WASHINGTON, GEORGE. 1732-1799. Autograph Letter Signed ("Go: Washington"), 2 pp recto and verso, 4to (with integral blank leaf),
Lot 1468
WASHINGTON, GEORGE. 1732-1799.
Autograph Letter Signed ("Go: Washington"), 2 pp recto and verso, 4to (with integral blank leaf),
US$ 30,000 - 50,000
£18,000 - 30,000
Auction Details
WASHINGTON, GEORGE. 1732-1799. Autograph Letter Signed ("Go: Washington"), 2 pp recto and verso, 4to (with integral blank leaf), WASHINGTON, GEORGE. 1732-1799. Autograph Letter Signed ("Go: Washington"), 2 pp recto and verso, 4to (with integral blank leaf),
Lot Details
Americana
WASHINGTON, GEORGE. 1732-1799.
Autograph Letter Signed ("Go: Washington"), 2 pp recto and verso, 4to (with integral blank leaf), Mount Vernon, VA, January 20, 1799, to James Washington, regarding the latter's quest for a military appointment, very mild creasing but otherwise fine. With copy of James Washington's letter.
Provenance: Sotheby Parke Bernet, Highly Important American Historical Documents, Autograph Letters & Manuscripts; the Property of the Elsie O. & Philip D. Sang Foundation, Part Four, June 3, 1978, lot 1038.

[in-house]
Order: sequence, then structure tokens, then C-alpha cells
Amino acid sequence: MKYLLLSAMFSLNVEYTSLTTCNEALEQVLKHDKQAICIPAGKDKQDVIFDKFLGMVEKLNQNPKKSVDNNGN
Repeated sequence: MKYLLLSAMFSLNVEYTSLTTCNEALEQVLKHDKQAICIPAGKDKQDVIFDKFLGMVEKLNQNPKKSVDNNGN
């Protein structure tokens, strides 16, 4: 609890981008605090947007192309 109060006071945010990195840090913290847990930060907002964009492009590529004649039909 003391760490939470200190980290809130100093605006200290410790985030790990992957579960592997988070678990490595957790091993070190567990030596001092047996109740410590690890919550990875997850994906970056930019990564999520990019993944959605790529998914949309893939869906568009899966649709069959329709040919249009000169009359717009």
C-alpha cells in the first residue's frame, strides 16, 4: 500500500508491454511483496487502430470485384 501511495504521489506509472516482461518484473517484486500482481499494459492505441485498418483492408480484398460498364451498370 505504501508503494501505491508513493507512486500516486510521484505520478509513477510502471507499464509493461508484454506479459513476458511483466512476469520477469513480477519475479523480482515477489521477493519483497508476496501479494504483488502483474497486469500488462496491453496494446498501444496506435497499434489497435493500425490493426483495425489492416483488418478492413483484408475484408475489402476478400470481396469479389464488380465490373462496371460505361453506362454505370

"... IT DOES NOT ACCORD WITH THE POLICY OF THIS GOVERNMENT TO BESTOW OFFICES—CIVIL OR MILITARY—UPON FOREIGNERS TO THE EXCLUSION OF OUR OWN CITIZENS." Washington pens a thoughtful response to a young German citizen, possibly a distant cousin, who has written to inquire whether the connection might help the younger man receive a military appointment. Washington opens by acknowledging the possible connection: "There can be but little doubt, Sir, of our descending from the same stock, as the branches of it proceeded from the same Country.—At what time your Ancestors left England is not mentioned. Mine came to America nearly one hundred & fifty years ago."
Washington continues by telling the young man that his application should be directed to the sitting President and his Secretary of War, but warns "it would be deceptious, not to apprise you beforehand, that it does not accord with the policy of this Government to bestow offices—civil or military—upon Foreigners to the exclusion of our own Citizens; first because there is an animated zeal in the latter to serve their Country; —and secondly, because the former, seldom content with the rank they sustained in the service of their own Country, look for higher Appointments in this ..." Washington closes by mentioning the exception to this rule: "in those branches of the Military science which relate to Engineering and Gunnery: for in these our Military establishment is defective, and men men [sic] of known and acknowledged abilities with ample testimonials thereof, would be certainly encouraged...." Published in Sparks, ed, The Writings of George Washington.
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